Iran hits back at US after Saudi attacks accusation

Iranian Foreign Minister Javad Zarif took a dig at the Trump administration on Sunday, hours after US Secretary of State Mike Pompeo accused Tehran of leading attacks on Saudi oil plants that have cut the kingdom’s output roughly in half.

Iran, through a statement issued by a spokesperson of the foreign ministry, has already dismissed US accusations.

Taking to Twitter, Zarif maintained that “blaming Iran won’t end the disaster”. He mocked the US secretary of state by saying: “Having failed at ‘max pressure’, Secretary Pompeo is turning to ‘max deceit’.

“The US and its clients are stuck in Yemen because of illusion that weapon superiority will lead to military victory.

“Blaming Iran won’t end disaster. Accepting our April 2015 proposal to end war and begin talks may.”

Having failed at "max pressure", @SecPompeo's turning to "max deceit"

US & its clients are stuck in Yemen because of illusion that weapon superiority will lead to military victory.

Blaming Iran won't end disaster. Accepting our April '15 proposal to end war & begin talks may.

— Javad Zarif (@JZarif) September 15, 2019

Yemen’s Iran-aligned Houthi rebels claimed responsibility for the drone strikes, but Pompeo said “there is no evidence the attacks came from Yemen”.

“Tehran is behind nearly 100 attacks on Saudi Arabia while Rouhani and Zarif pretend to engage in diplomacy,” Pompeo said, referring to Iran’s President Hassan Rouhani and Foreign Minister Zarif.

“Amid all the calls for de-escalation, Iran has now launched an unprecedented attack on the world’s energy supply,” he added. The State Department declined to provide any evidence to bolster Pompeo’s claim.

“We call on all nations to publicly and unequivocally condemn Iran’s attacks,” Pompeo said, warning that the Trump administration would work with its allies to make sure Iran was “held accountable for its aggression.”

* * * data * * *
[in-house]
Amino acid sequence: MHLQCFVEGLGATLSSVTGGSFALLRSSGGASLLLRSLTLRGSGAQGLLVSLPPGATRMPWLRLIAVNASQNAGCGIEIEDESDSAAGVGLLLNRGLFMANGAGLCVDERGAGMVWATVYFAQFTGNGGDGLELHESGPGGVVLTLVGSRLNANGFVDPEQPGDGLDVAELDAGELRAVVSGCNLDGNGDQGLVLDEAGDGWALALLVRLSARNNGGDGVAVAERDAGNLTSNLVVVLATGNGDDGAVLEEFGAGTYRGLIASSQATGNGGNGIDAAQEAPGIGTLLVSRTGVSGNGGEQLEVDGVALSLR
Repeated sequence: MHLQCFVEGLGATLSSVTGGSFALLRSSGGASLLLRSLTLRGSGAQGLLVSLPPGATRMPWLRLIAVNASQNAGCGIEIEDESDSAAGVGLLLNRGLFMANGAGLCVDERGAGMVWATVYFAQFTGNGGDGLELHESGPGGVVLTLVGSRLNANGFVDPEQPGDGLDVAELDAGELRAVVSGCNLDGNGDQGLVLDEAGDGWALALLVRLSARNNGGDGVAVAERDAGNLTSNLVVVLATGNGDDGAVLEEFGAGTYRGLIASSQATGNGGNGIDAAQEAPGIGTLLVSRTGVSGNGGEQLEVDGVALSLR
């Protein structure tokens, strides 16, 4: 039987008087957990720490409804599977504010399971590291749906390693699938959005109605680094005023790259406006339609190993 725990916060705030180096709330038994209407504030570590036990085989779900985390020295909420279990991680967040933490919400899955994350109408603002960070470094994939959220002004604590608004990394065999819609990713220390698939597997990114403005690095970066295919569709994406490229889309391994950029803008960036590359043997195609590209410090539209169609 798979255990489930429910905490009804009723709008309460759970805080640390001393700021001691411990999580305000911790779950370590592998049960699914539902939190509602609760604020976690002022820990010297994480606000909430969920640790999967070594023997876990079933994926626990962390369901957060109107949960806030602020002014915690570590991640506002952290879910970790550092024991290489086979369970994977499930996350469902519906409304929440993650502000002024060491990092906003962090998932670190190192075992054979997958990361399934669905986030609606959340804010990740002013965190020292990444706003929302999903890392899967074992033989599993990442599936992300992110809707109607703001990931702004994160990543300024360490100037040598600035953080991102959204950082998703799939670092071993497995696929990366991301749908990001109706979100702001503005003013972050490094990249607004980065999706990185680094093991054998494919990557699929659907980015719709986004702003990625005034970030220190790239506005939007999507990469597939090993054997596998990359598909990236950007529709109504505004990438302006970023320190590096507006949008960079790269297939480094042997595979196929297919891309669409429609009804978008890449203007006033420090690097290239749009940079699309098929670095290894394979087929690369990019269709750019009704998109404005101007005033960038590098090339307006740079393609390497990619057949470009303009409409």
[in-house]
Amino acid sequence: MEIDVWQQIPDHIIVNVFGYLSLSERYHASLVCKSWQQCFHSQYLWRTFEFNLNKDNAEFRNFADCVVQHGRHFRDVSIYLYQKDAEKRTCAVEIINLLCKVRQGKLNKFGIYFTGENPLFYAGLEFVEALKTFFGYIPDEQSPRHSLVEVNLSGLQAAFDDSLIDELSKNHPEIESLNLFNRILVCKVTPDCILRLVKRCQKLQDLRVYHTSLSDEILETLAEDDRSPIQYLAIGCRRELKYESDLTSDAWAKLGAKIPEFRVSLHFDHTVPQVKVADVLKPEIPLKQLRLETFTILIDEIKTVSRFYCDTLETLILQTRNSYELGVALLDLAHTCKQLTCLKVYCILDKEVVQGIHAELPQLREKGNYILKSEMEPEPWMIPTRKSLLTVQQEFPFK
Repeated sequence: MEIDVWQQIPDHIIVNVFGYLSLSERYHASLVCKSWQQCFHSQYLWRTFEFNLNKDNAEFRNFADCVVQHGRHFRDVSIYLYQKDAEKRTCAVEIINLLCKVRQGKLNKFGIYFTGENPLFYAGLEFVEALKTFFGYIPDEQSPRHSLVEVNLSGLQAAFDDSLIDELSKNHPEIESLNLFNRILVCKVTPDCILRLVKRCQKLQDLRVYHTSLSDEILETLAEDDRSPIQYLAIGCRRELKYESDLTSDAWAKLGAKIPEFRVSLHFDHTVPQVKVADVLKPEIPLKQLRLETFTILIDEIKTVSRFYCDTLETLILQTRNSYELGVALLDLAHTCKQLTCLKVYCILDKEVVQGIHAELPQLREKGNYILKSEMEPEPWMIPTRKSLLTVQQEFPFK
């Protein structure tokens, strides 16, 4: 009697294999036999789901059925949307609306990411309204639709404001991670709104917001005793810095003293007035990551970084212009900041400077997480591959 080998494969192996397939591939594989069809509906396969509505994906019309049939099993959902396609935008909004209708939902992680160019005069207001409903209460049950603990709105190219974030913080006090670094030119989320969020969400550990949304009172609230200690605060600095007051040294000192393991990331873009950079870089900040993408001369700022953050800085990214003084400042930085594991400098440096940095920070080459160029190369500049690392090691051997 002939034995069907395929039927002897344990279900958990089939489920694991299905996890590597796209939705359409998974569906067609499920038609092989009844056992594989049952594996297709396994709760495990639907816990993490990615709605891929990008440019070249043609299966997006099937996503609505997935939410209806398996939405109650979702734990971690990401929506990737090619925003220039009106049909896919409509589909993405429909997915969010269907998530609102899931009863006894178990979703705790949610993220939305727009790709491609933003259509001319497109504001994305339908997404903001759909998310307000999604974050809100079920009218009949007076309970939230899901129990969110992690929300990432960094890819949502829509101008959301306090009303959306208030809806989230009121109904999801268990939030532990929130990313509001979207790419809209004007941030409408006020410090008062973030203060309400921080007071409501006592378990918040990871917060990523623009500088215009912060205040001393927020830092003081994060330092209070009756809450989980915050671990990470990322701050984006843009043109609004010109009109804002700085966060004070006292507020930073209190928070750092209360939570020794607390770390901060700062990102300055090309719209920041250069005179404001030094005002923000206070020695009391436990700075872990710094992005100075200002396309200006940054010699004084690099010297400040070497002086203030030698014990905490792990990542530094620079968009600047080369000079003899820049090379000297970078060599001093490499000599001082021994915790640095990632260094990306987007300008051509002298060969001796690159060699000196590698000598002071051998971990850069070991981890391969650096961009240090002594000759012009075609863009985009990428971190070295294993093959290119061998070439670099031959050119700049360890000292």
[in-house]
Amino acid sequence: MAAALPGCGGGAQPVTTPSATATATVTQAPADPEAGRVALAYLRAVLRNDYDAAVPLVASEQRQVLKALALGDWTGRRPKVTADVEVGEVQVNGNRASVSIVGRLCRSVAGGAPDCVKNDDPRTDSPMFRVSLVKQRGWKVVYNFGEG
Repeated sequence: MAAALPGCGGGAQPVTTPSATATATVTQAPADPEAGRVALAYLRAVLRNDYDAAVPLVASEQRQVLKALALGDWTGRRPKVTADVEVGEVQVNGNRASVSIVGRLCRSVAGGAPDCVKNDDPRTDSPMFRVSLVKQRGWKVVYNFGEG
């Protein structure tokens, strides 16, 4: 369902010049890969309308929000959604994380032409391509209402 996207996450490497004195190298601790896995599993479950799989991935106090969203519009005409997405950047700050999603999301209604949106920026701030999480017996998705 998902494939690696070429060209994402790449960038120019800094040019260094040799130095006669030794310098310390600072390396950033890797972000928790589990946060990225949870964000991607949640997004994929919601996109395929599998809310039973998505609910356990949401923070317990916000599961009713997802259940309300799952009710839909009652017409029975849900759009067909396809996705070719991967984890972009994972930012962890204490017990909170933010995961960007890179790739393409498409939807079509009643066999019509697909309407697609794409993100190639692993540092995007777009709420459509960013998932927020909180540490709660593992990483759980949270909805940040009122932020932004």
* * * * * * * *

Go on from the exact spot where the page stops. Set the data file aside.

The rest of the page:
Tehran and Washington have been at loggerheads since May last year when President Trump pulled out of a 2015 deal that promised Iran relief from sanctions in return for curbs on its nuclear programme.

Since the withdrawal, the United States has slapped crippling sanctions on Iran as part of a campaign of “maximum pressure” and the Islamic republic has responded by reducing its commitments to the nuclear accord.

US blames Iran for Saudi attacks, ‘pretend’ diplomacy

Iranian Foreign Ministry spokesperson had said the US allegations over the pre-dawn strikes on Abqaiq and Khurais in Saudi Arabia’s Eastern Province were meant to justify actions against Iran.

“Such remarks… are more like plotting by intelligence and secret organisations to damage the reputation of a country and create a framework for future actions,” he said.

“The Americans have taken the policy of ‘maximum pressure’ which has apparently turned into ‘maximum lying’ due to their failures,” said Mousavi.

The arch-foes were on the cusp of confrontation in June when Iran downed a US drone and Trump ordered retaliatory strikes before cancelling them at the last minute.

In remarks published Sunday, the commander of the Islamic Revolutionary Guard Corps’ aerospace arm said Iran’s missiles could hit US bases and ships within a range of 2,000 kilometres (about 1,240 miles).

“Neither us nor the Americans want a war,” Brigadier General Amirali Hajizadeh said, quoted by Tasnim news agency, which is considered close to the Guards.

“Of course, some forces facing each other in the field could do something, by which a war could start,” the commander said.

“We have always prepared ourselves for a full-fledged war… everyone should know that all American bases and their vessels in a 2,000-kilometre range can be targeted by our missiles,” he added.

(With additional input from AFP, Reuters)

US, Saudi officials investigate possibility the attacks involved missiles launched from Iraq or Iran

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